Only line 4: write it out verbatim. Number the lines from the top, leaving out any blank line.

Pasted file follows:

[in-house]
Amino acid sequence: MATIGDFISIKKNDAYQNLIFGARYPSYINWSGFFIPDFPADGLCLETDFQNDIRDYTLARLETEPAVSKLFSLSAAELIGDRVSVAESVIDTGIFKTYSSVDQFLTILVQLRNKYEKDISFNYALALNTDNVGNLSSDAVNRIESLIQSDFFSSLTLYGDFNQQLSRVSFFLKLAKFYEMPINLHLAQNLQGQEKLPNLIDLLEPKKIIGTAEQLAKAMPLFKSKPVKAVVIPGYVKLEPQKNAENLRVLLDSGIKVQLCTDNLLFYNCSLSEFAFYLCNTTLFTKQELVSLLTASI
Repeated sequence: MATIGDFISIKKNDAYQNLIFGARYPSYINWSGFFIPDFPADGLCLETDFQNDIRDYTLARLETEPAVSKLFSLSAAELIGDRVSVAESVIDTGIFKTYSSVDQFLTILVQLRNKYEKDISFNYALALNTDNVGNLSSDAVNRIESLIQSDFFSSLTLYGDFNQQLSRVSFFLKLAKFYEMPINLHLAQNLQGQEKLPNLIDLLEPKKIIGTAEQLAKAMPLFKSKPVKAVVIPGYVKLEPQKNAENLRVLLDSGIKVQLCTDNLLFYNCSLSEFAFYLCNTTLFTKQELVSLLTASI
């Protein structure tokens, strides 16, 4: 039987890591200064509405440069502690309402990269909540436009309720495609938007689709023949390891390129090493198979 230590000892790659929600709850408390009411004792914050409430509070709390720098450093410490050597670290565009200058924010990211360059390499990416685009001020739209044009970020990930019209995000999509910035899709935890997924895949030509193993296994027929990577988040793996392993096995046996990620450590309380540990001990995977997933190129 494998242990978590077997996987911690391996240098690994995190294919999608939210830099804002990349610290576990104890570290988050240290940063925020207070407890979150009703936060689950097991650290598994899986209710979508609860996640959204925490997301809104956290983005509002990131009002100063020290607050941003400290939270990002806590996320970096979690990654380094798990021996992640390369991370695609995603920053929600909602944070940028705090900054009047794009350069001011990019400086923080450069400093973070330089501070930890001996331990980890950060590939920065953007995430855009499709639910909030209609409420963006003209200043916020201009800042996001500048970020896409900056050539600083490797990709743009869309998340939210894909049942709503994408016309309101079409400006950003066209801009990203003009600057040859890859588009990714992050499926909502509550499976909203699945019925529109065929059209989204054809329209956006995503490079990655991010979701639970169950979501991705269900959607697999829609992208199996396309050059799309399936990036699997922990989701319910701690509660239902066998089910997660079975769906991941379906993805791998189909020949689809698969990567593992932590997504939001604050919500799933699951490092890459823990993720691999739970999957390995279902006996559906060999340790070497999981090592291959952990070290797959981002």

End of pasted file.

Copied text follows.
């Protein structure tokens, strides 16, 4: 039987890591200064509405440069502690309402990269909540436009309720495609938007689709023949390891390129090493198979 230590000892790659929600709850408390009411004792914050409430509070709390720098450093410490050597670290565009200058924010990211360059390499990416685009001020739209044009970020990930019209995000999509910035899709935890997924895949030509193993296994027929990577988040793996392993096995046996990620450590309380540990001990995977997933190129 494998242990978590077997996987911690391996240098690994995190294919999608939210830099804002990349610290576990104890570290988050240290940063925020207070407890979150009703936060689950097991650290598994899986209710979508609860996640959204925490997301809104956290983005509002990131009002100063020290607050941003400290939270990002806590996320970096979690990654380094798990021996992640390369991370695609995603920053929600909602944070940028705090900054009047794009350069001011990019400086923080450069400093973070330089501070930890001996331990980890950060590939920065953007995430855009499709639910909030209609409420963006003209200043916020201009800042996001500048970020896409900056050539600083490797990709743009869309998340939210894909049942709503994408016309309101079409400006950003066209801009990203003009600057040859890859588009990714992050499926909502509550499976909203699945019925529109065929059209989204054809329209956006995503490079990655991010979701639970169950979501991705269900959607697999829609992208199996396309050059799309399936990036699997922990989701319910701690509660239902066998089910997660079975769906991941379906993805791998189909020949689809698969990567593992932590997504939001604050919500799933699951490092890459823990993720691999739970999957390995279902006996559906060999340790070497999981090592291959952990070290797959981002």